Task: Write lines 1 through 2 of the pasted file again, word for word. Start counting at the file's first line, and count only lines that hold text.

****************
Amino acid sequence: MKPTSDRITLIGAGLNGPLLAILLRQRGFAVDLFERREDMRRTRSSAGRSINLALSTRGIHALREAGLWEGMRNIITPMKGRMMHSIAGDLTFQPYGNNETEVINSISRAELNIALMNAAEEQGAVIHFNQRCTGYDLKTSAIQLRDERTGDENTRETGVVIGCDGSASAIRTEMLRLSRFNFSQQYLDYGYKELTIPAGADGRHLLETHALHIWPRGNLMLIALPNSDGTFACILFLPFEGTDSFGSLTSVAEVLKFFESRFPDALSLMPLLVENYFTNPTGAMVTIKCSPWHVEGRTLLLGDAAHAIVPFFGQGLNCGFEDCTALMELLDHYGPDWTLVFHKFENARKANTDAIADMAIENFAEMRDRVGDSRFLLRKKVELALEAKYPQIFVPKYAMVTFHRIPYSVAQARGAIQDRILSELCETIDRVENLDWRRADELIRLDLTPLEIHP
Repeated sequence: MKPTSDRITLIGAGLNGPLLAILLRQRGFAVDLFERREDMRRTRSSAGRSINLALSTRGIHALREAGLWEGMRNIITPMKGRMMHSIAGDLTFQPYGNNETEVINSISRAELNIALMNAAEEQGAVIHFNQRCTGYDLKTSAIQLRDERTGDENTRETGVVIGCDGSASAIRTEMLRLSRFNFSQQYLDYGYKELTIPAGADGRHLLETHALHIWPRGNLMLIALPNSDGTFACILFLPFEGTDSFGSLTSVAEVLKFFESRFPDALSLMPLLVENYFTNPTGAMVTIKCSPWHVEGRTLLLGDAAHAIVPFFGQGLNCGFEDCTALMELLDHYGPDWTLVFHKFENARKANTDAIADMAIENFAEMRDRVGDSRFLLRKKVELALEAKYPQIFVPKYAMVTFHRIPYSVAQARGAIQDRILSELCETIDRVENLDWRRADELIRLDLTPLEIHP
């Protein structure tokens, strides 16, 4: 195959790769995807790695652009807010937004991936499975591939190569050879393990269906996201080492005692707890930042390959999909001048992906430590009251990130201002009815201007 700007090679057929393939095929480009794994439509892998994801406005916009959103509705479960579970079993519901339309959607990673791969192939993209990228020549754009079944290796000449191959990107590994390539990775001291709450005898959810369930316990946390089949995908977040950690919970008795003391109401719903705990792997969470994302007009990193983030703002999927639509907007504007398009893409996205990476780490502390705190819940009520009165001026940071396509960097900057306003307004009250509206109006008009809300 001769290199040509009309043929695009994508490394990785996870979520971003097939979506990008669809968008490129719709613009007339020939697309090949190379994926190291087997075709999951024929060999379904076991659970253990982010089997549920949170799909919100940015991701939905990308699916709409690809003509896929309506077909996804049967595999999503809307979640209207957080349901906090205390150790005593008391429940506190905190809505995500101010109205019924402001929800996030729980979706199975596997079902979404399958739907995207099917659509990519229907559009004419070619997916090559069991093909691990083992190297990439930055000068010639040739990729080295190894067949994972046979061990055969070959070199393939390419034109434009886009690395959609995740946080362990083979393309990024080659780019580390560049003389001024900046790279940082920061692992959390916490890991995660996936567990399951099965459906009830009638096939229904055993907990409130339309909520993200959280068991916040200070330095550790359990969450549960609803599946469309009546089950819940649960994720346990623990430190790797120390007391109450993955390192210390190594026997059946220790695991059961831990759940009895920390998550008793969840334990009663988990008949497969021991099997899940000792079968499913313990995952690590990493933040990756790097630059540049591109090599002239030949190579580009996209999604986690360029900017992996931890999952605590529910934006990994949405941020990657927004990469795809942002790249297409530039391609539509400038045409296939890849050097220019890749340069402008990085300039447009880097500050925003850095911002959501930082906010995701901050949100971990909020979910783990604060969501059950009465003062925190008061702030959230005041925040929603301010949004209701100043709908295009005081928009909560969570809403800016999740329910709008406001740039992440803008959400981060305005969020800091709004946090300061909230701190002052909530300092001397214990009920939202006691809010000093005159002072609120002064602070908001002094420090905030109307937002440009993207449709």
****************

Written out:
Amino acid sequence: MKPTSDRITLIGAGLNGPLLAILLRQRGFAVDLFERREDMRRTRSSAGRSINLALSTRGIHALREAGLWEGMRNIITPMKGRMMHSIAGDLTFQPYGNNETEVINSISRAELNIALMNAAEEQGAVIHFNQRCTGYDLKTSAIQLRDERTGDENTRETGVVIGCDGSASAIRTEMLRLSRFNFSQQYLDYGYKELTIPAGADGRHLLETHALHIWPRGNLMLIALPNSDGTFACILFLPFEGTDSFGSLTSVAEVLKFFESRFPDALSLMPLLVENYFTNPTGAMVTIKCSPWHVEGRTLLLGDAAHAIVPFFGQGLNCGFEDCTALMELLDHYGPDWTLVFHKFENARKANTDAIADMAIENFAEMRDRVGDSRFLLRKKVELALEAKYPQIFVPKYAMVTFHRIPYSVAQARGAIQDRILSELCETIDRVENLDWRRADELIRLDLTPLEIHP
Repeated sequence: MKPTSDRITLIGAGLNGPLLAILLRQRGFAVDLFERREDMRRTRSSAGRSINLALSTRGIHALREAGLWEGMRNIITPMKGRMMHSIAGDLTFQPYGNNETEVINSISRAELNIALMNAAEEQGAVIHFNQRCTGYDLKTSAIQLRDERTGDENTRETGVVIGCDGSASAIRTEMLRLSRFNFSQQYLDYGYKELTIPAGADGRHLLETHALHIWPRGNLMLIALPNSDGTFACILFLPFEGTDSFGSLTSVAEVLKFFESRFPDALSLMPLLVENYFTNPTGAMVTIKCSPWHVEGRTLLLGDAAHAIVPFFGQGLNCGFEDCTALMELLDHYGPDWTLVFHKFENARKANTDAIADMAIENFAEMRDRVGDSRFLLRKKVELALEAKYPQIFVPKYAMVTFHRIPYSVAQARGAIQDRILSELCETIDRVENLDWRRADELIRLDLTPLEIHP